Slump raises spectre of peak oil demand
Oil demand may never return to growth in the US, Europe and parts of Asia, easing the strain on long-term supplies and prices as emerging countries burn ever more fuel. The surge in oil to a record near US$150 a barrel last year heightened concern the world will run out of crude and supply will start to dwindle--a theory known as "peak oil." Now a deepening recession and oil price collapse have raised the issue of whether demand, not supply, is nearing its peak. US February crude, which expired Tuesday, settled up $2.23 at $38.74 a barrel, while March crude fell $1.73 to $40.84 a barrel. London Brent fell 88 cents to settle at $43.62. "There is a reasonable likelihood that OECD oil demand has peaked," said Peter Davies, former chief economist at BP who was in charge of preparing BP's annual Statistical Review of World Energy, a standard reference work. Among OECD economies, the US had sustained robust oil demand growth due to an expanding economy and less focus on conservation, while western Europe and Japan were posting declines. US patterns could be about to change as the recession erodes consumption. By the time rich countries return to economic growth, their efforts to use less oil and slow the impact of global warming could be taking hold. However, the peaking of OECD demand will not choke off growth in oil consumption worldwide for the foreseeable future as emerging economies expand and billions of people seek to improve their living standards. "The West no longer rules the world," said a senior oil executive who requested anonymity. "Whatever the OECD is doing, it will not prevent worldwide energy consumption from growing, due to emerging country growth."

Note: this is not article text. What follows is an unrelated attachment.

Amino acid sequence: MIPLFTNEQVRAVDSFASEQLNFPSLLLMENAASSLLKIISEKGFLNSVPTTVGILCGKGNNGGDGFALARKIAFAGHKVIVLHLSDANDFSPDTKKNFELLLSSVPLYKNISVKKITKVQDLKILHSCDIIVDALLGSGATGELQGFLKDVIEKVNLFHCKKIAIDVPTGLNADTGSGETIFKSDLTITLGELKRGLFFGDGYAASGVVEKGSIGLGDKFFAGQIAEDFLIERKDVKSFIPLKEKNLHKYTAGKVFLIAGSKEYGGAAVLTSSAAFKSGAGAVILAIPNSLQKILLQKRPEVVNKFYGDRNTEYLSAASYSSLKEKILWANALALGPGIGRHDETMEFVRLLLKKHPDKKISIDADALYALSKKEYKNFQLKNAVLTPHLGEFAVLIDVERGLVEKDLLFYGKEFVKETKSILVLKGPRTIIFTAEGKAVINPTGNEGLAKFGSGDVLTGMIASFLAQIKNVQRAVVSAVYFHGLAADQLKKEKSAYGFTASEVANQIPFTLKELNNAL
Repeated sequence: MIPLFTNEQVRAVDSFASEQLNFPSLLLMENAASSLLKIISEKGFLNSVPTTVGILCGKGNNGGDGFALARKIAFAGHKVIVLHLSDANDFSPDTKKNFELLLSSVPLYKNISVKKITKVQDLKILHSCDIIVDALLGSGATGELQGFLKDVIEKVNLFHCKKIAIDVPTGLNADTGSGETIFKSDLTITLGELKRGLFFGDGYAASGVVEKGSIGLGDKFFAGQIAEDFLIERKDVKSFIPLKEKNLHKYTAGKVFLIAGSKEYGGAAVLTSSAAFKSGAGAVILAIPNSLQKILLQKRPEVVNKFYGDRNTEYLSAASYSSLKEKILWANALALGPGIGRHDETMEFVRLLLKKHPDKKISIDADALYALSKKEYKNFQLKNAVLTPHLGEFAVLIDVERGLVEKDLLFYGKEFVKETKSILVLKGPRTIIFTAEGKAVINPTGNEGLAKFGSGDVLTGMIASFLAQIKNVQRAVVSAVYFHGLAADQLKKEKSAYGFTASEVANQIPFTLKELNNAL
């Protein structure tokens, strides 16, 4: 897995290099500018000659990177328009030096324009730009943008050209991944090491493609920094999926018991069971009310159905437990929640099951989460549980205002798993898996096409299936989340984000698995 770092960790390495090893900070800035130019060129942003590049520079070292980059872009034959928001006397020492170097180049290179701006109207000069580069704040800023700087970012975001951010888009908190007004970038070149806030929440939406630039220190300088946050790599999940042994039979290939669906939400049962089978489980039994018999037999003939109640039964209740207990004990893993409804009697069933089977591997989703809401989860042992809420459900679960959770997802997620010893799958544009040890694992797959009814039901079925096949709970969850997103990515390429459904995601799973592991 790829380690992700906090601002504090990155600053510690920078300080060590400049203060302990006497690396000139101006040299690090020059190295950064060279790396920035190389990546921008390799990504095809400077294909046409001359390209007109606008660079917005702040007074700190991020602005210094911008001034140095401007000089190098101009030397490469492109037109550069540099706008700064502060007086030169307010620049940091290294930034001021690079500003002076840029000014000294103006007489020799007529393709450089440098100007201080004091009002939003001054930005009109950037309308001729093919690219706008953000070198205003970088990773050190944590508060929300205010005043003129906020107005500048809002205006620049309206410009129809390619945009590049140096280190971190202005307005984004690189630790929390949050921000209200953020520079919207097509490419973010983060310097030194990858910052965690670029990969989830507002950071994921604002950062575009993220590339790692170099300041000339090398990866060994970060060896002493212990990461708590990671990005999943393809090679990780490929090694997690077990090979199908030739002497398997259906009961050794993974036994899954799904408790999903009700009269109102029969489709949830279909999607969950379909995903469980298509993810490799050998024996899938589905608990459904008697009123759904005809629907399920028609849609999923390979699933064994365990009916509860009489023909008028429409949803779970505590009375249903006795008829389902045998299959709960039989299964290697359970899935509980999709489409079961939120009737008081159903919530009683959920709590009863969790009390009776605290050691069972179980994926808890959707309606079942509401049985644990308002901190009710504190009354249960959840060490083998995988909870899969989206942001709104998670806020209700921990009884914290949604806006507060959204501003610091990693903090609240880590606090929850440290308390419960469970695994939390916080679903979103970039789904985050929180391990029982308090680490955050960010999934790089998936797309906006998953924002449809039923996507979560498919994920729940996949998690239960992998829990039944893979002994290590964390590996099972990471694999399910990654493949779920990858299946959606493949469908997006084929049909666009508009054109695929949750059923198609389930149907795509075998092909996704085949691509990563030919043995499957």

Meanwhile, Gary Dirks, president of BP for Asia-Pacific, said it is impossible to tell how much deeper oil prices will fall this year as demand for energy shrinks for at least the next 12 months. He also warned that decisions to delay investment in "diverse" energy sources because of the current global economic downturn will create a "black hole" in international energy supplies in years to come. "Big energy projects take 10 years. If we see a pause in investment today, we will not see the impact for 10 years," said Dirks at the Asian Financial Forum in Hong Kong. His comments echo fears expressed by the International Energy Agency, which said last year long-term energy supplies are insufficient. The IEA estimated $26-trillion will have to be invested between now and 2030 to avoid a crisis. Even that level of investment might not be high enough, Dirks said.
In related news, Deutsche Bank said in a report that the crude-oil market needs more speculators to help stabilize prices six months after the traders were blamed for pushing the commodity up to its record highs last year. A lack of liquidity is distorting prices, particularly for near-term delivery, amid an oversupply of oil at Cushing, OK, said analysts led by Paul Sankey in New York in the Deutsche Bank report dated yesterday. This is sending the "wrong" price signals to refiners and producers. "We clearly have a fundamentally imbalanced market, with far too much crude, that needs to be resolved," the analysts said. "We need more market activity to correct these issues, but for technical, political and financial reasons, the liquidity of the market has dried up and the long-term price of oil is partly distorted." Analysts added, "We are now in an over-supplied bust cycle, and we need lower prices either to encourage demand or decrease supply. Production cuts by the Organization of Petroleum Exporting Countries haven't helped enough because lower oil prices haven't spurred an increase in demand."
(National Post, Calgary Herald 090121)